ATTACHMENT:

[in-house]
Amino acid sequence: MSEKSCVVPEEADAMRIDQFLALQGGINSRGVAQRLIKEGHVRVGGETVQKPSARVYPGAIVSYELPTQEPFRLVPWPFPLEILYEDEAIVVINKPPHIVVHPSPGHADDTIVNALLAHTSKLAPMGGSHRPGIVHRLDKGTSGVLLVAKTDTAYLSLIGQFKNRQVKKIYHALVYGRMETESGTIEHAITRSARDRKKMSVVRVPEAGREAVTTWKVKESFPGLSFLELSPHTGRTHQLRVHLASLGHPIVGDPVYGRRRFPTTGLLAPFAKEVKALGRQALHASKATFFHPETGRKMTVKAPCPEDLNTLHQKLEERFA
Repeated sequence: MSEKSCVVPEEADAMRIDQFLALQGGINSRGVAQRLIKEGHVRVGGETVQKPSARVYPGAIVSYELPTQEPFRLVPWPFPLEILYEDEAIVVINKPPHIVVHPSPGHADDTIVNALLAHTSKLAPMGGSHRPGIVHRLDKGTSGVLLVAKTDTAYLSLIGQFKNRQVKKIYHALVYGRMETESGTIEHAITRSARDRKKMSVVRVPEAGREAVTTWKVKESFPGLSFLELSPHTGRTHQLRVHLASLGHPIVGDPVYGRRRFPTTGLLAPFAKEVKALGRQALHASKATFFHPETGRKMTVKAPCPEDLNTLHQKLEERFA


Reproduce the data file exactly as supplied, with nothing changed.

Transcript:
[in-house]
Amino acid sequence: MSEKSCVVPEEADAMRIDQFLALQGGINSRGVAQRLIKEGHVRVGGETVQKPSARVYPGAIVSYELPTQEPFRLVPWPFPLEILYEDEAIVVINKPPHIVVHPSPGHADDTIVNALLAHTSKLAPMGGSHRPGIVHRLDKGTSGVLLVAKTDTAYLSLIGQFKNRQVKKIYHALVYGRMETESGTIEHAITRSARDRKKMSVVRVPEAGREAVTTWKVKESFPGLSFLELSPHTGRTHQLRVHLASLGHPIVGDPVYGRRRFPTTGLLAPFAKEVKALGRQALHASKATFFHPETGRKMTVKAPCPEDLNTLHQKLEERFA
Repeated sequence: MSEKSCVVPEEADAMRIDQFLALQGGINSRGVAQRLIKEGHVRVGGETVQKPSARVYPGAIVSYELPTQEPFRLVPWPFPLEILYEDEAIVVINKPPHIVVHPSPGHADDTIVNALLAHTSKLAPMGGSHRPGIVHRLDKGTSGVLLVAKTDTAYLSLIGQFKNRQVKKIYHALVYGRMETESGTIEHAITRSARDRKKMSVVRVPEAGREAVTTWKVKESFPGLSFLELSPHTGRTHQLRVHLASLGHPIVGDPVYGRRRFPTTGLLAPFAKEVKALGRQALHASKATFFHPETGRKMTVKAPCPEDLNTLHQKLEERFA